Dietitians will also tell you that calories coming from protein and fat are also just as fattening as any carb calories, which isn’t the case either. Fast carbs are the type of calorie that is the most fattening. The reason I specify “fast” carbs is because all carbohydrate calories are not all created equal either. Broccoli is mostly carbohydrates, but overeating broccoli will actually make you thinner instead of fatter. Twinkies on the other hand, are a fast carb, so overeating those will make you fatter quite rapidly. Broccoli and Twinkies are both carb foods, but one will make you fat and the other will make you thin.

Those last couple paragraphs might have seemed like a rabbit trail, but they are part of my explanation for my revised protein recommendations. I am now telling people to eat between 70 g per day (for small women), to 175 g per day (for large men). Eating more than 200 g per day just isn’t realistic for most people. It’s really hard to eat that much protein in a day without frequent protein powder supplementation. Since I’m not a big fan of supplements as a general rule, I would prefer that people get their macronutrient needs as well as micronutrient needs from food if possible.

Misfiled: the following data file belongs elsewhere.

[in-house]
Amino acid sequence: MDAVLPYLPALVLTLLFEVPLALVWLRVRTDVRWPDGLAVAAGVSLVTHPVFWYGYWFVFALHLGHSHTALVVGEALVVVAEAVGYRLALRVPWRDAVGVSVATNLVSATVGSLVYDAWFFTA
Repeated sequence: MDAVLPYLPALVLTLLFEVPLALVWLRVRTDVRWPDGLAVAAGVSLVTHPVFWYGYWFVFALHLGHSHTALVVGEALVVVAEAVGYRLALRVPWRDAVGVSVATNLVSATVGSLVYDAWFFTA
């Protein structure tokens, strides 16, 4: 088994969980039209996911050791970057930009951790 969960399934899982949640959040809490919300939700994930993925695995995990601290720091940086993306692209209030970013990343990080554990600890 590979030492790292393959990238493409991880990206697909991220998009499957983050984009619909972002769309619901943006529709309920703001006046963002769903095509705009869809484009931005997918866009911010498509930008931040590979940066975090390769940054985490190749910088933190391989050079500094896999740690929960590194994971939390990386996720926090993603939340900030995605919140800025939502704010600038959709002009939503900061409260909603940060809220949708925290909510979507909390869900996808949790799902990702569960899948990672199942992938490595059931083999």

This revised protein recommendation does however require keeping a closer eye on “fast” carb intake each day since the extra protein isn’t pushing out the carb calories. My revised recommendations are also easier for vegetarians (and especially vegans) to follow.

Eating protein  for breakfast is also a great habit to establish because numerous studies show that consuming of protein breakfast instead of the normal high carbohydrate breakfast foods keeps blood sugar more consistent through the day which reduces incidences of sugar cravings and over eating due to high levels of hunger.

The bottom line is, protein is great and I’m still a big fan of it, but as long as you are willing to eat tons of green vegetables and become obsessive over those first, that’s really the most important thing. Then getting the right kind of fat in your diet is next on the list of importance. Fats such as coconut oil, avocado oil and butter from grass fed cows even have special components that stoke your fat burning metabolism to help you burn body fat, but this subject is another post. Next, emphasize getting your protein in. Be sure to get clean protein though, as in organic sources because the other stuff is downright toxic and will destroy your fat burning efforts.

I used to recommend protein as the first priority, green veggies second and fat last, but now I’m shifted to recommending veggies first, fat second and protein last. This will optimize your nutrient intake better as well as help you burn fat faster, but takes a bit more discipline.



2 Responses to “My Revised Protein Recomendations”

  1. David Hanley says:

    Thank you, this is really interesting. Do you have some general formula you use for protein, such as a gram per pound of lean body mass, or something like that?